MS-13 Waiting For New Central American Immigrants In Northern Virginia
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There's an unspoken premise shared by many immigration boosters. They assume that the folkways, social problems, and dangerous groups that plague the unfortunates in Third World countries simply don't exist in the United States. This assumption even partially shapes our foreign policy. "We have to fight them there, so we don't have to fight them here."

But if we bring "them" here, what we do abroad is basically irrelevant. If we import another people, we import their culture, problems, and folkways. Mass immigration is essentially self-colonization. 

Obviously, one feels sorry for Central Americans who have to deal with gangs like MS-13. Yet importing them here doesn't solve the problem. It just means now we have the problem too. 

Case in point: 

Immigrants who fled Central American countries to get away from transnational criminal organizations such as MS-13 have come to the United States only to find the exact same gangs terrorizing Northern Virginia communities.

Five federal and local officials who work on gang matters in the region told the Washington Examiner that while they do not have a way to calculate exactly how many people — asylum seekers, temporary protected status recipients, immigrants, and those without documents — have been victims of crimes committed by MS-13 and others, the immigrant community in Fairfax County, Virginia, is often on the receiving end of extortion, violence, and other crimes.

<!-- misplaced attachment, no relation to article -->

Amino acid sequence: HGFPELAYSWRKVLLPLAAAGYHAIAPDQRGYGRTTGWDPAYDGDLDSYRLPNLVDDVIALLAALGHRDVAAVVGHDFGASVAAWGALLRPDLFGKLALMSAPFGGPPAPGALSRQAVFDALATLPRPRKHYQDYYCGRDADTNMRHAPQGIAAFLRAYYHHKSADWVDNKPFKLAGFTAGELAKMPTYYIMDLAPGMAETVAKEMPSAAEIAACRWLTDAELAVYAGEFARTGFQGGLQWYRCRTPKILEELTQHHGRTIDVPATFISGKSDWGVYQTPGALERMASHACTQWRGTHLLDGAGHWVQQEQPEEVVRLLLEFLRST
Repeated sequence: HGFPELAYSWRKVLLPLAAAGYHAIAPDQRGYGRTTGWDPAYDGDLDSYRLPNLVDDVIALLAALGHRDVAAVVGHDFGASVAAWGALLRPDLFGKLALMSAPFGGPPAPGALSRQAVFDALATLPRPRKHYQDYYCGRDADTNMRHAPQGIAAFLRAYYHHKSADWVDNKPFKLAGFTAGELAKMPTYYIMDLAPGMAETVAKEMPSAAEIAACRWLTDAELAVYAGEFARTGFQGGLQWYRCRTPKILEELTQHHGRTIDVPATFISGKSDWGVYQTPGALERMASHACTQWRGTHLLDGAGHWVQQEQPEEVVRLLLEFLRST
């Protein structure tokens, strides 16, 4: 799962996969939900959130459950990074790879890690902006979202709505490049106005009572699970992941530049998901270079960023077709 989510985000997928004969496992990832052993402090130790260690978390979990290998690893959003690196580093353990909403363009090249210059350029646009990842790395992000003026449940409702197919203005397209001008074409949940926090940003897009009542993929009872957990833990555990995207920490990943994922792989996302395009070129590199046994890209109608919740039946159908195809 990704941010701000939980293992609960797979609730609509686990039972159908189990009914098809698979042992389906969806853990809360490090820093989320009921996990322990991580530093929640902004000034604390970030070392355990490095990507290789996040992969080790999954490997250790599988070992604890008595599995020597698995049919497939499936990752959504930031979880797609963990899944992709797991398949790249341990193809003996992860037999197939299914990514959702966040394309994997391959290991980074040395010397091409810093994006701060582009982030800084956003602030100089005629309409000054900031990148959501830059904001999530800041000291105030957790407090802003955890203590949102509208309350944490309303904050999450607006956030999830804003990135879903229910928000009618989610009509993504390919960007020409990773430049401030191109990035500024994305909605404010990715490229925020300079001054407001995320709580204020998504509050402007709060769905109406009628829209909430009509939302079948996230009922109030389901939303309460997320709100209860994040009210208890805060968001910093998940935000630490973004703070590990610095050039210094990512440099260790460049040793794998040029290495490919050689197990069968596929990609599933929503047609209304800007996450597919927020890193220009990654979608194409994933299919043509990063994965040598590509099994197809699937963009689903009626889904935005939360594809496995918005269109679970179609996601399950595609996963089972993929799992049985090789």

“We know that these gangs ... victimize their own communities. We know that sometimes in these immigrant communities, they may not report all the crimes to police and that people in these immigrant communities are also escaping the gangs from their countries, and they’re finding them over here in the United States as well,” said Francisco Klockner, a gang prevention coordinator with the Fairfax County juvenile and domestic relations district court.

[They escaped MS-13 in Central America only to find the gang thriving in Northern Virginia, by Anna Giaritelli, Washington Examiner, December 3, 2019]

The easiest "gang prevention" tactic we could adopt is an immigration moratorium. But for whatever reason, our government refuses to do it.

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